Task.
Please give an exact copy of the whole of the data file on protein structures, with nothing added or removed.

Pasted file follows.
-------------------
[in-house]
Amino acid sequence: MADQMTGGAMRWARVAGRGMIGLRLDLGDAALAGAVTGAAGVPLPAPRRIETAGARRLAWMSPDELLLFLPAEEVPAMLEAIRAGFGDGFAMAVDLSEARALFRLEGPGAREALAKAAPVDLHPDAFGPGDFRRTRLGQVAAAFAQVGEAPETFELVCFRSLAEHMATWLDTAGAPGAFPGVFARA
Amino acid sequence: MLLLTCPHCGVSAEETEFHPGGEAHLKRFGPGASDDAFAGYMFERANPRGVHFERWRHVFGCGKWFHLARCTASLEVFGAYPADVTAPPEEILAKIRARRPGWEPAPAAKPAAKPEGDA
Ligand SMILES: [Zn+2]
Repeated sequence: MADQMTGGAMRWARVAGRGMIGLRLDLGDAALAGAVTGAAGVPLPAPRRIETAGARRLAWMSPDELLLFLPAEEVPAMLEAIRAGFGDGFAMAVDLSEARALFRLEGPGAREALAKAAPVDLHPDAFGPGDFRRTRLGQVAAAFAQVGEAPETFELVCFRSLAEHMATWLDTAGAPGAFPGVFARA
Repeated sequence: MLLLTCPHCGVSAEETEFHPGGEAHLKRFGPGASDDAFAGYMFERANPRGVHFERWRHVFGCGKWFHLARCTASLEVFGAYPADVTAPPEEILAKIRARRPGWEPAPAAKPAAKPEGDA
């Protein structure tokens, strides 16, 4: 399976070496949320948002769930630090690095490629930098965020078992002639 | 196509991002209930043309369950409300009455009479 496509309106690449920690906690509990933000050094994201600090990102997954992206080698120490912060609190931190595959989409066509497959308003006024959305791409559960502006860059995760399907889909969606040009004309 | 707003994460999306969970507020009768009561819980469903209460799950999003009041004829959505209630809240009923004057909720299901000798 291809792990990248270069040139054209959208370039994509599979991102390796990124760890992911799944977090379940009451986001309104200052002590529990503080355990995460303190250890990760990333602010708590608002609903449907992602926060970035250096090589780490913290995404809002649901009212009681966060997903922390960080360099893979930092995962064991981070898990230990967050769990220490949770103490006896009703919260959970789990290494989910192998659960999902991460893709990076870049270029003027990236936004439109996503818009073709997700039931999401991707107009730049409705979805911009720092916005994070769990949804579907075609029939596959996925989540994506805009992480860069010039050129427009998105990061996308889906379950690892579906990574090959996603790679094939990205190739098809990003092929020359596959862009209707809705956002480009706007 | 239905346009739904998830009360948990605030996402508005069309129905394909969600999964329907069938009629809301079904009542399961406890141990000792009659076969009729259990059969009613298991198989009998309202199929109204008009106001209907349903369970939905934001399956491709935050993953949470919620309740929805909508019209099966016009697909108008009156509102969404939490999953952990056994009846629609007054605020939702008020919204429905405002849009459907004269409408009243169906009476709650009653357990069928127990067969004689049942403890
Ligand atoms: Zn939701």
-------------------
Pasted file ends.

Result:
[in-house]
Amino acid sequence: MADQMTGGAMRWARVAGRGMIGLRLDLGDAALAGAVTGAAGVPLPAPRRIETAGARRLAWMSPDELLLFLPAEEVPAMLEAIRAGFGDGFAMAVDLSEARALFRLEGPGAREALAKAAPVDLHPDAFGPGDFRRTRLGQVAAAFAQVGEAPETFELVCFRSLAEHMATWLDTAGAPGAFPGVFARA
Amino acid sequence: MLLLTCPHCGVSAEETEFHPGGEAHLKRFGPGASDDAFAGYMFERANPRGVHFERWRHVFGCGKWFHLARCTASLEVFGAYPADVTAPPEEILAKIRARRPGWEPAPAAKPAAKPEGDA
Ligand SMILES: [Zn+2]
Repeated sequence: MADQMTGGAMRWARVAGRGMIGLRLDLGDAALAGAVTGAAGVPLPAPRRIETAGARRLAWMSPDELLLFLPAEEVPAMLEAIRAGFGDGFAMAVDLSEARALFRLEGPGAREALAKAAPVDLHPDAFGPGDFRRTRLGQVAAAFAQVGEAPETFELVCFRSLAEHMATWLDTAGAPGAFPGVFARA
Repeated sequence: MLLLTCPHCGVSAEETEFHPGGEAHLKRFGPGASDDAFAGYMFERANPRGVHFERWRHVFGCGKWFHLARCTASLEVFGAYPADVTAPPEEILAKIRARRPGWEPAPAAKPAAKPEGDA
């Protein structure tokens, strides 16, 4: 399976070496949320948002769930630090690095490629930098965020078992002639 | 196509991002209930043309369950409300009455009479 496509309106690449920690906690509990933000050094994201600090990102997954992206080698120490912060609190931190595959989409066509497959308003006024959305791409559960502006860059995760399907889909969606040009004309 | 707003994460999306969970507020009768009561819980469903209460799950999003009041004829959505209630809240009923004057909720299901000798 291809792990990248270069040139054209959208370039994509599979991102390796990124760890992911799944977090379940009451986001309104200052002590529990503080355990995460303190250890990760990333602010708590608002609903449907992602926060970035250096090589780490913290995404809002649901009212009681966060997903922390960080360099893979930092995962064991981070898990230990967050769990220490949770103490006896009703919260959970789990290494989910192998659960999902991460893709990076870049270029003027990236936004439109996503818009073709997700039931999401991707107009730049409705979805911009720092916005994070769990949804579907075609029939596959996925989540994506805009992480860069010039050129427009998105990061996308889906379950690892579906990574090959996603790679094939990205190739098809990003092929020359596959862009209707809705956002480009706007 | 239905346009739904998830009360948990605030996402508005069309129905394909969600999964329907069938009629809301079904009542399961406890141990000792009659076969009729259990059969009613298991198989009998309202199929109204008009106001209907349903369970939905934001399956491709935050993953949470919620309740929805909508019209099966016009697909108008009156509102969404939490999953952990056994009846629609007054605020939702008020919204429905405002849009459907004269409408009243169906009476709650009653357990069928127990067969004689049942403890
Ligand atoms: Zn939701």